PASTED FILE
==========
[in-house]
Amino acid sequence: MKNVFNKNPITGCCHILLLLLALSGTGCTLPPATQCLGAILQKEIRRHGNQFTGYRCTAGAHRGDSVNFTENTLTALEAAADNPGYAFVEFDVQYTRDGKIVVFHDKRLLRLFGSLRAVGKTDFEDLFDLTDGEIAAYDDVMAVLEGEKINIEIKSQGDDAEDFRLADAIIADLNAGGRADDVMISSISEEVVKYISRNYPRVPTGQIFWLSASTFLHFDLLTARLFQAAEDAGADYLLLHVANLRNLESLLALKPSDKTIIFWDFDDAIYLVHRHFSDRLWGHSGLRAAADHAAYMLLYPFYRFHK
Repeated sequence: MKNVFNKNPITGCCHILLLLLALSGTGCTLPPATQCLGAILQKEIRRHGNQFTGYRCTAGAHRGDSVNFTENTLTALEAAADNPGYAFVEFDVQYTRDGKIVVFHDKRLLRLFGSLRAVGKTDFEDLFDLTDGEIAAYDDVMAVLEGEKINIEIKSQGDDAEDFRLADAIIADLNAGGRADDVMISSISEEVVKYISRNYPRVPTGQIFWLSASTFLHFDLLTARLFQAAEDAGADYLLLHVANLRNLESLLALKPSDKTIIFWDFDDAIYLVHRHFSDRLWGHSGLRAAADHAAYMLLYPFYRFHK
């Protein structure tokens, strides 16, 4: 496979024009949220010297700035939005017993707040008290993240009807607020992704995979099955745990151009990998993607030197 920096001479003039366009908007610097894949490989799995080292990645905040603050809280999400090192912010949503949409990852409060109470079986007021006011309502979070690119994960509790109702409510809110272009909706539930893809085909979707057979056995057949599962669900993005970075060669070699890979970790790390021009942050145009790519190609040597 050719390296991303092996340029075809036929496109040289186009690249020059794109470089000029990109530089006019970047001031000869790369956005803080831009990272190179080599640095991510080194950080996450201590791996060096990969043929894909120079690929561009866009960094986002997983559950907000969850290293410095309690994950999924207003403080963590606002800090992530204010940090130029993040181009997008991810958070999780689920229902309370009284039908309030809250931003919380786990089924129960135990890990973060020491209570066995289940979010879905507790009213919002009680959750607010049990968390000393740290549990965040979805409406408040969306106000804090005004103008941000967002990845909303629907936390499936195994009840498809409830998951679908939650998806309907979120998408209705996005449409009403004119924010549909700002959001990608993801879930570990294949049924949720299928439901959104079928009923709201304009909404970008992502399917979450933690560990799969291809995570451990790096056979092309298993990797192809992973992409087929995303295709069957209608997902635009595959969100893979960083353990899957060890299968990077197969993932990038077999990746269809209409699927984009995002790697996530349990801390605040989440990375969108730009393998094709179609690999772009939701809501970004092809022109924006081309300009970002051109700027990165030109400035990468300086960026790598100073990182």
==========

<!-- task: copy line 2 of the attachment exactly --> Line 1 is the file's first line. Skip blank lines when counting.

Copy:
Amino acid sequence: MKNVFNKNPITGCCHILLLLLALSGTGCTLPPATQCLGAILQKEIRRHGNQFTGYRCTAGAHRGDSVNFTENTLTALEAAADNPGYAFVEFDVQYTRDGKIVVFHDKRLLRLFGSLRAVGKTDFEDLFDLTDGEIAAYDDVMAVLEGEKINIEIKSQGDDAEDFRLADAIIADLNAGGRADDVMISSISEEVVKYISRNYPRVPTGQIFWLSASTFLHFDLLTARLFQAAEDAGADYLLLHVANLRNLESLLALKPSDKTIIFWDFDDAIYLVHRHFSDRLWGHSGLRAAADHAAYMLLYPFYRFHK